Bad Wolves- “Zombie:” No Respite for the Weary


In today’s mainstream market, it seems all you hear is rap and pop music and even both mixed together if you are feeling up to it. However, for those out there who prefer guitar riffs and high octane choruses over electronic synthesizers and little-to-no audible lyrics I am sure this will hit home for you. On January 15, 2018, the world lost the lead singer of popular 90s rock band the Cranberries as Dolores O’Riordan passed away. To make it even more tragic, that very day she would reprise her vocals on her famous hit “Zombie,” with the rock band Bad Wolves. However, while the death was sudden and shocking, this did not mean the end of her legacy or the Bad Wolves cover. Instead, we are left with one of the most powerful and chilling covers ever to be recorded.

Before getting to the cover, first it is important to understand what made the song so popular in the first place. The song and the original music video struck the hearts of the fanbase of the 90s because of the bands way of being able to express the truth about war and the cynical nature of human beings such as politicians at the time. While the song was released in 1994, many believe it to be speaking about the Gulf War that ended just three years prior. Most famously, the song is remembered for the first verse of “another head hangs lowly/child is slowly taken/And the violence caused such silence/Who are we mistaken?/But, you see it’s not me/It’s not my family;” many see it as a shot at politicians and the press who were so enamored with their own agendas they seemed to dehumanize themselves from the fact that they were playing with other people’s lives. Moreover, through her melodic voice and the slow, yet haunting, strums of the guitar, the original “Zombie” is still a timeless classic.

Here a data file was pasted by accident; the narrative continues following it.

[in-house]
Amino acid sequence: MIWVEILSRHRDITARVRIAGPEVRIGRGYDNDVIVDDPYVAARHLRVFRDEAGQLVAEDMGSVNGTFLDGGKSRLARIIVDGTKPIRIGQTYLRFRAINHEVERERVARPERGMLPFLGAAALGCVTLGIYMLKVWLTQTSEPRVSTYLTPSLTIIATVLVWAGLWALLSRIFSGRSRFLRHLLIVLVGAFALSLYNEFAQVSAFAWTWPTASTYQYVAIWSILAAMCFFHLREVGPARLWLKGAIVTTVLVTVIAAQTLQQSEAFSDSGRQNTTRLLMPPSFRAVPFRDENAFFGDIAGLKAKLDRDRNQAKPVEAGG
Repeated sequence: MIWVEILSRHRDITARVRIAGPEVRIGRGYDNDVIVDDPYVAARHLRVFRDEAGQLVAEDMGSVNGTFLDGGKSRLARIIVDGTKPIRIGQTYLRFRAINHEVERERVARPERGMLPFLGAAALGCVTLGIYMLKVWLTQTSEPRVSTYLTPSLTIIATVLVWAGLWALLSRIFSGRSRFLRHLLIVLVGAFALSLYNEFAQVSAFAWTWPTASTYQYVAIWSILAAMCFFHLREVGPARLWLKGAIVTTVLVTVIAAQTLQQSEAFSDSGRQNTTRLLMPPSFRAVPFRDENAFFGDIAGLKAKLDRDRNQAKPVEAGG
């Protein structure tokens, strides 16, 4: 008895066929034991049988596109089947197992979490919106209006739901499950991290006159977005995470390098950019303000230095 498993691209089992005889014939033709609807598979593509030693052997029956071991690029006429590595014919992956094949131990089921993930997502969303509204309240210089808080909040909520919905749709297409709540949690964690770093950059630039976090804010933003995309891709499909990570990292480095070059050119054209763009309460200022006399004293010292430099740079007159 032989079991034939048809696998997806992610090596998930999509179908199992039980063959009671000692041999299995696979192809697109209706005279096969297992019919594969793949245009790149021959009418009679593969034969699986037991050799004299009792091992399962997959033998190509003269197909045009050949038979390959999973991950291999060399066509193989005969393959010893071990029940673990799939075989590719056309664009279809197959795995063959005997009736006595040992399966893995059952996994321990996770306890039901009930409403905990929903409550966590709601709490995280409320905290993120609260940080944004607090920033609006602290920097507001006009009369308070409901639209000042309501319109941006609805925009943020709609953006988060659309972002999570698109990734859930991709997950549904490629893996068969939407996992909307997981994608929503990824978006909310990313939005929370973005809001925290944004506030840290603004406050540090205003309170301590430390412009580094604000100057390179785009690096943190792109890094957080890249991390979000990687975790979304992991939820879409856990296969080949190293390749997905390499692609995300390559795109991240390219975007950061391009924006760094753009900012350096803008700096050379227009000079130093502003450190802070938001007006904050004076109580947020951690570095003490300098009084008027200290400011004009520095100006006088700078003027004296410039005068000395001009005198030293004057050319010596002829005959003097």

When a song as popular as this is being covered, the band puts enormous pressure upon themselves to deliver not just for the fans but for the original artist as well. Luckily, Bad Wolves not only delivered, but gave an award worthy performance. Without Delores the lead singer, Tommy Vext, took it upon himself to do the vocals and decided not to try and mimic Dolores, rather, use his strengths in vocal ability. While Dolores was more high pitched and melodic, Vext is able to hit on a style of groove metal that is both popular and challenging: combining slow and harmonizing verses with a hard-hitting and energized chorus, new life was given to the song in a way that rekindled what made the original so captivating along with a new blend of vitality and spirit. Overall, the Bad Wolves cover of “Zombie” is original, tear-jerking, philosophical, and adrenaline feeling all at the same time.

Not only has this song given attention to a modern band, paid respects to one of the greats in rock, yet, all the money earned from the song also goes to the children of Dolores. If you are a fan of rock, a fan of the 90s, or even want to try out something new I highly recommend giving the song a listen to and giving respect to both the band and Dolores.